NEW YORK Modest inventory restocking in the second half of 2013 following multi-month inventory lows will likely boost the U.S. steel sheet market, according to the top executive of the worlds largest steelmaker.
"In the U.S., the economic growth in the first half of 2013 was only 1.4 percent, mainly due to the sequester and underlying fundamentals," ArcelorMittal SA chairman and chief executive officer Lakshmi Mittal said during the companys second-quarter earnings call Aug. 1.
Mittal said that robust automotive sales, increased appliance demand and strong residential construction growth remained bright spots in the North American market, adding that much of the weakness in the companys first-half was due to service centers keeping inventories lean.
"Inventory in the States is now at a low and the slow rebound in the second half should be supported by mild restocking," he said.
The Luxembourg-based companys Flat Carbon Americas sector posted sales of $4.79 billion in the second quarter, down 1.4 percent from $4.86 billion in the first quarter, and down 10.6 percent from sales of $5.36 billion in the second quarter of 2012.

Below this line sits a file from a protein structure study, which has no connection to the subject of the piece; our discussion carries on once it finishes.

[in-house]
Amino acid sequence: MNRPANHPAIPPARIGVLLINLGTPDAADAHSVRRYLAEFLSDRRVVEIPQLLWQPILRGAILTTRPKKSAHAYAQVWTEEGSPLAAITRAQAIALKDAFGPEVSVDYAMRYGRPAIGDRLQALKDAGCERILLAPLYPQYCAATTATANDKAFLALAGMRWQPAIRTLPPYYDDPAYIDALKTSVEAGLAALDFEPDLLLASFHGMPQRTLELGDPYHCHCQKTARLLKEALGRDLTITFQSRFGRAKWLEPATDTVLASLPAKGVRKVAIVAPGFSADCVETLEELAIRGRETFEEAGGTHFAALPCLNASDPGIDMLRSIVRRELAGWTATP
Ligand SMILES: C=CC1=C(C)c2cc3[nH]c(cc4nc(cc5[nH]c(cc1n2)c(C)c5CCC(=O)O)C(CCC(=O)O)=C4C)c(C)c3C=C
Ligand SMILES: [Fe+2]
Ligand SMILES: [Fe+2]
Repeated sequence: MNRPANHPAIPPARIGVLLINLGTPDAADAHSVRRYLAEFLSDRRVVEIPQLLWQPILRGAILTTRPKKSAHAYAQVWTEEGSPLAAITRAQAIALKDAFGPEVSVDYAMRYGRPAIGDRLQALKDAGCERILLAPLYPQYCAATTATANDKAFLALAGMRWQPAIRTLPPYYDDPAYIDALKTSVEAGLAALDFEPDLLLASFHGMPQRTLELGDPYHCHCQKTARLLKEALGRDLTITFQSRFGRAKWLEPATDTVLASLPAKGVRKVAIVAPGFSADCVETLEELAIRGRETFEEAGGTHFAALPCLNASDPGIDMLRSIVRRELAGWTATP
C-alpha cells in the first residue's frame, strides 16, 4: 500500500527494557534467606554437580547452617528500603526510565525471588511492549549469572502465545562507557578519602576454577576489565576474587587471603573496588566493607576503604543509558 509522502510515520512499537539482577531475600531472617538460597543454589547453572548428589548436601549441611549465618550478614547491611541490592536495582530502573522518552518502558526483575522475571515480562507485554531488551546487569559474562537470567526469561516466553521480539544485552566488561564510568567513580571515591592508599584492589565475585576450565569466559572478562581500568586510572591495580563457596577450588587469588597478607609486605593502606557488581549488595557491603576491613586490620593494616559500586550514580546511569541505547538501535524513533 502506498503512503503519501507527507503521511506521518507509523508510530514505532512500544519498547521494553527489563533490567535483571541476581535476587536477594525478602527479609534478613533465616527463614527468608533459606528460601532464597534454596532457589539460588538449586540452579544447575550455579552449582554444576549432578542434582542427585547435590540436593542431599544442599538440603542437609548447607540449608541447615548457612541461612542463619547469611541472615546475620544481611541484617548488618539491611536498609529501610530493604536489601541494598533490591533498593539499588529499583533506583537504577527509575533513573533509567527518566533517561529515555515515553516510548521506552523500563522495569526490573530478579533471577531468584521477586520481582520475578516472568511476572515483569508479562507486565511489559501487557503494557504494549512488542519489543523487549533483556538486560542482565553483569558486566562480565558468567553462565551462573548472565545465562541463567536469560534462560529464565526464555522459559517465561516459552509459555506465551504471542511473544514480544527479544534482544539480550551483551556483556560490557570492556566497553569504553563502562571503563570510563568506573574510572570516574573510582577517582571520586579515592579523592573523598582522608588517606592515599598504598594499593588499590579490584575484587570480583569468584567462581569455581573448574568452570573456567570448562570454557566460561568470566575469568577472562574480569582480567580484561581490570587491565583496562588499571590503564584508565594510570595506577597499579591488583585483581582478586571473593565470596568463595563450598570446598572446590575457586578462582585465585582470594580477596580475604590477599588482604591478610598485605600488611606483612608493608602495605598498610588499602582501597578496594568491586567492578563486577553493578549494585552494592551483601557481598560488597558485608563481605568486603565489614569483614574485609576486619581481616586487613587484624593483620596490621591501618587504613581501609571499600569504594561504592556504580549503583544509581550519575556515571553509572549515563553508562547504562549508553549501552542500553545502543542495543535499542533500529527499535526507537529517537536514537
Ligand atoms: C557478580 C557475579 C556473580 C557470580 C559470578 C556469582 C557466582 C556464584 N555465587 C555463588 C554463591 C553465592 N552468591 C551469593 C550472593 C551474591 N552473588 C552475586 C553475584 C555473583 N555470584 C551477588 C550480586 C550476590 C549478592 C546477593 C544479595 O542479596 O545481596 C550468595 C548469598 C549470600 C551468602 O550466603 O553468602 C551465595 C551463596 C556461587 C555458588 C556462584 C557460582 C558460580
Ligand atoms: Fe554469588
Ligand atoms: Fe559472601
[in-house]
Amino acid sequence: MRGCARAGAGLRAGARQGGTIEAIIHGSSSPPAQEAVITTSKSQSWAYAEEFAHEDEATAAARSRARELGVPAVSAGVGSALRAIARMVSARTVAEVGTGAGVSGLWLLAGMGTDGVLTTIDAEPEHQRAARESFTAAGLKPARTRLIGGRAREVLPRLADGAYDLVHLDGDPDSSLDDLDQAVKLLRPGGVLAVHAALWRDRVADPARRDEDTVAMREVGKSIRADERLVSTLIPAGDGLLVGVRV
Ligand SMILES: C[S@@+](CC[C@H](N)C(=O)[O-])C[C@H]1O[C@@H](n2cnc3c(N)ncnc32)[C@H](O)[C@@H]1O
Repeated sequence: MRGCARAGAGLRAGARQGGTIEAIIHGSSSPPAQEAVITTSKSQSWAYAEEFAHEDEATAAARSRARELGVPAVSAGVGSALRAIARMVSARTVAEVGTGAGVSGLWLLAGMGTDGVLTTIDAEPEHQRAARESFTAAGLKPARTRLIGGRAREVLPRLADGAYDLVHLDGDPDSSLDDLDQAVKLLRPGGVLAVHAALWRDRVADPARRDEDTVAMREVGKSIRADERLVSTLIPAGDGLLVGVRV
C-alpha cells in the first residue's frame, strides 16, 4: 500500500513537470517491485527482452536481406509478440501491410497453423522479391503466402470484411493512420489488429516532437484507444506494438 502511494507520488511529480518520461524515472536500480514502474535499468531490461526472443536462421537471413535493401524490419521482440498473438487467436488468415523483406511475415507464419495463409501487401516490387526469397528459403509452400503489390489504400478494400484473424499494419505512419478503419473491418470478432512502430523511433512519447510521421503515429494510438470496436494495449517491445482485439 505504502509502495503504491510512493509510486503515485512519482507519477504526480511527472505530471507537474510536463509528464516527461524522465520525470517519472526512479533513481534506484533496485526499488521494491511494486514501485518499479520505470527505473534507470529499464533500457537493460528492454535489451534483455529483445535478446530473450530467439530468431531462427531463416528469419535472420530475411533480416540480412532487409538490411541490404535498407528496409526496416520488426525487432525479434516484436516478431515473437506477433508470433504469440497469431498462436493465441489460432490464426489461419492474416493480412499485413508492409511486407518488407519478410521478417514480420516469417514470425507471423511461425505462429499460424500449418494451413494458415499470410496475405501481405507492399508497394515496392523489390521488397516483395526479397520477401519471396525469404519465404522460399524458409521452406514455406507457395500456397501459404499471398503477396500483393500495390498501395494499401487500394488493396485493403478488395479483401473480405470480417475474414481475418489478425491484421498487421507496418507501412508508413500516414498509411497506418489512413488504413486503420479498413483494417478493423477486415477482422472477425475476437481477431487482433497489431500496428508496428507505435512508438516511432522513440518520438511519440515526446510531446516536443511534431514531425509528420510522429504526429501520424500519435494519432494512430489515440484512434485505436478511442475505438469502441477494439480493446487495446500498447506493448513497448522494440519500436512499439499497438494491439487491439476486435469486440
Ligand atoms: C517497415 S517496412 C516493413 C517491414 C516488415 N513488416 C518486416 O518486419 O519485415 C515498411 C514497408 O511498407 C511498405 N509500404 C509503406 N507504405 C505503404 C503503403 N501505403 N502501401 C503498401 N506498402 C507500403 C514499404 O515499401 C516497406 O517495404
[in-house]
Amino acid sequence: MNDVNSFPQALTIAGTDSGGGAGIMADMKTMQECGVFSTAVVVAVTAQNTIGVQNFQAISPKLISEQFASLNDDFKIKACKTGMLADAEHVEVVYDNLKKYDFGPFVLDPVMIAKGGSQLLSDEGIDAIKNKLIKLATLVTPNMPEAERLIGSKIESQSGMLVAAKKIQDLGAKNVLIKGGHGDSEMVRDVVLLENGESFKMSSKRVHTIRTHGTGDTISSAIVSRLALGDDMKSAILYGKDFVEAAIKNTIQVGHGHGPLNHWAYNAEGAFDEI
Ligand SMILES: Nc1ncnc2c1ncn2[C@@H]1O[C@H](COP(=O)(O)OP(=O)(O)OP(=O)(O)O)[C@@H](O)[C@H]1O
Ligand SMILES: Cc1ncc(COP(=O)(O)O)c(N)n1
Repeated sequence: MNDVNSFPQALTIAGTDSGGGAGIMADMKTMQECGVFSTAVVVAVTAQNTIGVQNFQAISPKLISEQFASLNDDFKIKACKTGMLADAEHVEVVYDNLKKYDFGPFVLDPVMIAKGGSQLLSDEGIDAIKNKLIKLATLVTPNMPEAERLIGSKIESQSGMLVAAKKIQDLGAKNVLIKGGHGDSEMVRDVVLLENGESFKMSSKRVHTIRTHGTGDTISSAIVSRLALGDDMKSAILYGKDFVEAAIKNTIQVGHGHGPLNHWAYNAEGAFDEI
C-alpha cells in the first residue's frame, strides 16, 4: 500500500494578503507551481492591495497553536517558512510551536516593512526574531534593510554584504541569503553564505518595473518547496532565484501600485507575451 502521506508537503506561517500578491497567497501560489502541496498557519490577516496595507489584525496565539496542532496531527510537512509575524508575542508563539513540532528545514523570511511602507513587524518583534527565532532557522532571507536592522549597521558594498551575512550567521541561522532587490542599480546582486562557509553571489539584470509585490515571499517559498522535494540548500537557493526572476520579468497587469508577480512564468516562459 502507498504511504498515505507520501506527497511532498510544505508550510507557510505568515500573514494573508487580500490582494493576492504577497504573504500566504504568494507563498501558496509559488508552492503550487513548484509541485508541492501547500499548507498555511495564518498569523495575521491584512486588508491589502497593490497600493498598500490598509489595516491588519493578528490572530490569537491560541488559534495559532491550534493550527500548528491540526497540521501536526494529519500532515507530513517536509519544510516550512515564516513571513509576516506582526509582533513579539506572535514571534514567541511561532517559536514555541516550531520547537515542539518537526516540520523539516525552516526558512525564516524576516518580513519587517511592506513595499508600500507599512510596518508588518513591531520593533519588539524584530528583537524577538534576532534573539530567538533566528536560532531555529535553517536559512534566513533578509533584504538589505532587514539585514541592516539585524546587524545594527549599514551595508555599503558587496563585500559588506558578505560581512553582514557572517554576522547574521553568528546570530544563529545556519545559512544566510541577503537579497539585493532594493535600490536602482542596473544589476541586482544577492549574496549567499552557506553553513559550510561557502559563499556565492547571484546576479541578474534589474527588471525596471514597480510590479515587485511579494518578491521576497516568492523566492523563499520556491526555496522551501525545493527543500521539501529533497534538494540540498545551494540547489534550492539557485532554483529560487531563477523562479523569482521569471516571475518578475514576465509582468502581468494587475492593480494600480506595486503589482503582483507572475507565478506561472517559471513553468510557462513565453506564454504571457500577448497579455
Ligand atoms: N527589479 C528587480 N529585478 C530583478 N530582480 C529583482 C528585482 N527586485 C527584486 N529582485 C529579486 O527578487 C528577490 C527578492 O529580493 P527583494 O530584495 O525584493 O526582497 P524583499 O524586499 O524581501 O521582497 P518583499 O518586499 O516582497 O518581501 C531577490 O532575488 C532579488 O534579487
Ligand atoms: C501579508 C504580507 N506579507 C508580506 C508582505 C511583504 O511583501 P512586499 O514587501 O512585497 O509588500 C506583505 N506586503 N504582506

The companys operating income in the same segment dropped to $61 million in the quarter, down 69.5 percent from $200 million in the previous quarter, and down 81.6 percent from $332 million in the second quarter a year ago.
Steel shipments in the Flat Carbon Americas sector fell to 5.41 million tonnes, down 2.7 percent from the previous quarter, and down 5.7 percent compared with the same period a year ago.
Louis L. Schorsch, chief executive officer of ArcelorMittals Flat Carbon Americas unit, said the recent pickup in sheet tags has been helpful, particularly because the first half of the year saw a lot of weakness.
"If you look at the entire year, we were actually a little puzzled that prices were seemingly relatively depressed in the first quarter and into the second quarter," he said.
Average selling prices in Flat Carbon Americas sector were $831 per tonne in the second quarter, up 1.5 percent from $819 per tonne in the first quarter, but down 5.7 percent from $881 per tonne in the second quarter of 2012.
Looking ahead, the company said the U.S. steel market remains lackluster, issuing a zero to 1 percent prediction target for apparent steel consumption in 2013.